Eats Beat

Last-minute Thanksgiving dinner choices, including Arlington’s new Skillet N Grill

Breakfast at Skillet & Grill, now in its new Arlington location.
Breakfast at Skillet & Grill, now in its new Arlington location. bud@star-telegram.com

I confess.

For years, Arlington friends told me about a good little lunch cafe, but I never could find it.

Every time I asked about home-cooking in Arlington, I heard the same restaurant name. But it wasn’t in any listings.

Now I know.

It’s not “Skeleton Grill.”

It’s Skillet N Grill.

The 21-year West Division Street cafe will serve Thanksgiving lunch this week, the first in its handsome new location.

The sparkling, polished new Skillet N Grill is now open at 1801 W. Division St., six blocks east in distance and several light-years removed in spirit from the timeworn old location at Division and Bowen Road.

The new Skillet N Grill, closer to Fielder Road, has high ceilings, sweeping arches, a garden patio and plenty of parking.

The location was built 40 years ago as a hacienda-style Tex-Mex restaurant. It’s has been everything from a fine-dining restaurant to a banquet and reception hall.

Now, it’s a breakfast and plate-lunch hall.

Skillet N Grill is all about breakfast. The restaurant opens daily at 5 a.m., catering to early blue-collar workers and crowds grabbing breakfast before a drive to Dallas or Fort Worth.

The breakfast menu features $7-$9 omelets including a Skillet N Grill junkyard omelet with three meats and all the vegetables. But from the looks of the crowd, many come for the $4.50-$6 senior breakfast specials.

There’s also a menu of $8.50 lunches with daily specials such as fried catfish, liver-and-onions or chicken-fried steak.

Thanksgiving dinner with turkey-and-dressing or ham, pea salad and sides will cost a little more — but still less than $20.


Eats Beat Ep. 147

DFW Restaurant Week


Plus, you don’t need a reservation. It’s first-come, first-served, and the new larger restaurant seats a lot more folks.

Skillet N Grill is open for breakfast and lunch daily on West Division Street, 3 miles from AT&T Stadium; 817-795-8682, skilletngrill.com.

(It’s across from another popular breakfast restaurant, Division Street Diner.)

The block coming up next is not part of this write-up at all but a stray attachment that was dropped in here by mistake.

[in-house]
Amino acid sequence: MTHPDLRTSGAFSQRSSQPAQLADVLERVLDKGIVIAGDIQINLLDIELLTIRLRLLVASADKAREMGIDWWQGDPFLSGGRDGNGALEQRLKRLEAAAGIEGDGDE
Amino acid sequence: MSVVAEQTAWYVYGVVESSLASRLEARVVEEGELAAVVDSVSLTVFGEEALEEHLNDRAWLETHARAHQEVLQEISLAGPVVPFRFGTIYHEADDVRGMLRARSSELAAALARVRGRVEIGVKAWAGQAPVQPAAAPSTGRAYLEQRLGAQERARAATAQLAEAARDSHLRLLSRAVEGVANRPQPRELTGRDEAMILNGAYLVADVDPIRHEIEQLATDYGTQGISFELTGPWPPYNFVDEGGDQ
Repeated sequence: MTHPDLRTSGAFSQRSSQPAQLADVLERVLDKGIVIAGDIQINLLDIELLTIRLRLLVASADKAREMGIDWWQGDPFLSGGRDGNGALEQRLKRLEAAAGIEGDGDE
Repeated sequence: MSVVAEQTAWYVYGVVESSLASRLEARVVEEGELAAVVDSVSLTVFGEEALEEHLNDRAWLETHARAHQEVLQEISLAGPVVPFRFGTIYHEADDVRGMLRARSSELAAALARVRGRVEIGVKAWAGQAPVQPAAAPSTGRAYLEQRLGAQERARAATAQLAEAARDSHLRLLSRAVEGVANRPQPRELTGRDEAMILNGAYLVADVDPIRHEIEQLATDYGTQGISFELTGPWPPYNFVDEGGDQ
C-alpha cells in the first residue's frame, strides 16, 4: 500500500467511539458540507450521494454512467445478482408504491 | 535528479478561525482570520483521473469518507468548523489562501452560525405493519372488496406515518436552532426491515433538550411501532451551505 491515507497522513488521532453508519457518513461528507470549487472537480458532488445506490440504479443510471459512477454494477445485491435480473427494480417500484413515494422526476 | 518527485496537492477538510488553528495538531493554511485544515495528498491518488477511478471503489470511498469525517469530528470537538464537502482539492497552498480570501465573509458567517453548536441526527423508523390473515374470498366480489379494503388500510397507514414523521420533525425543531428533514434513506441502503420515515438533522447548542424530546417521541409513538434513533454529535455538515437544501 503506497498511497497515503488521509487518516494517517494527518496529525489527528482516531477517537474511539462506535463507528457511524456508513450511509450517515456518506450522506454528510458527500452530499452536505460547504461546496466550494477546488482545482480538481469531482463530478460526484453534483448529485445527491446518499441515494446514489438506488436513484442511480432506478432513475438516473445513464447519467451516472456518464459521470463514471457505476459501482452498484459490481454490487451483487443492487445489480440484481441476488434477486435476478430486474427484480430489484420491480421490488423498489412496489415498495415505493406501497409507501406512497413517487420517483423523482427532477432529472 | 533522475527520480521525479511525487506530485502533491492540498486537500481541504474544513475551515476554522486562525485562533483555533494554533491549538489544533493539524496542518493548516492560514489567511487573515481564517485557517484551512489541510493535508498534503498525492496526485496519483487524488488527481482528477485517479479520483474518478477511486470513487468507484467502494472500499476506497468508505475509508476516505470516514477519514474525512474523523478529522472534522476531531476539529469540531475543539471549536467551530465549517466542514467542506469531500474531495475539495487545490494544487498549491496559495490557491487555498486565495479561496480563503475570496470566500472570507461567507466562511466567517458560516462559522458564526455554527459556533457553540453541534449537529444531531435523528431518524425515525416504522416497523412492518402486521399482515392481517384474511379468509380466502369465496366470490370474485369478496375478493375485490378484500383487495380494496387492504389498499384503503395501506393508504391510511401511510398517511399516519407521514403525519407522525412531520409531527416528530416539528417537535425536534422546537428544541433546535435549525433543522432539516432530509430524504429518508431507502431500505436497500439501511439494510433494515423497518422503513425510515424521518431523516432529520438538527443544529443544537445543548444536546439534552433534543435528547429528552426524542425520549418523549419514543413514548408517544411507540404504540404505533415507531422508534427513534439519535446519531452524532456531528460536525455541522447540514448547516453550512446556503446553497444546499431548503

Last-minute picks for Thanksgiving

Here are a few more inexpensive Thanksgiving choices if you got caught without a reservation:

The Ol’ South Pancake House, in its 57th year as a Texas landmark, is always open for the holiday and will serve a lunch and dinner with sides, a drink and pecan or pumpkin pie for about $13 (seniors about $11); 1509 S. University Drive, 817-336-0311, olsouthpancakehouse.com.

The Heaven’s Gate Restaurant in north Fort Worth has picked up where the old Vance Godbey’s left off as the go-to buffet for northwest Tarrant County or Stockyards visitors.

A lunch buffet features turkey and prime rib for about $16; 3820 N. Main St., 817-624-1262, heavensgaterestaurant.com.

The Humperdinks Restaurant & Brewpub locations are popular on holidays. Thanksgiving dinner starts at 10 a.m. and costs about $22; 700 SIx Flags Drive, 817-640-8553, humperdinks.com.

Most cafeterias and buffets are open, including Luby’s, Furr’s, Golden Corral and the classic Highland Park Cafeteria, 1200 N. Buckner Blvd., Dallas, 214-324-5000, highlandparkcafeteria.com.

For a country drive, Jake & Dorothy’s Cafe in Stephenville, an hour’s drive from Fort Worth, a classic small-town Texas cafe for 70 years, is open and serving turkey, ham or chicken-fried steak as long as it lasts.

Jake & Dorothy’s is at 406 E. Washington St., 254-965-5211, twitter.com/jakescafe.

The Koffee Kup Family Restaurant in Hico, also an hour’s drive away, is serving a turkey or ham lunch for less than $12 until 9:30 p.m. or until it’s gone.

The Kup is one of Texas’ favorite stops for the sky-high meringue pies; 300 W. Second St. (Texas 6 at U.S. 281), 254-796-4839, koffeekupfamilyrestaurantcom.

Related stories from Fort Worth Star Telegram

Columnist Bud Kennedy is a Fort Worth guy who covered high school football at 16 and has moved on to two Super Bowls, seven political conventions and 16 Texas Legislature sessions. First on the scene of a 1988 DFW Airport crash, he interviewed passengers running from the burning plane. He made his first appearance in the paper before he was born: He was sold for $600 in the adoption classifieds.
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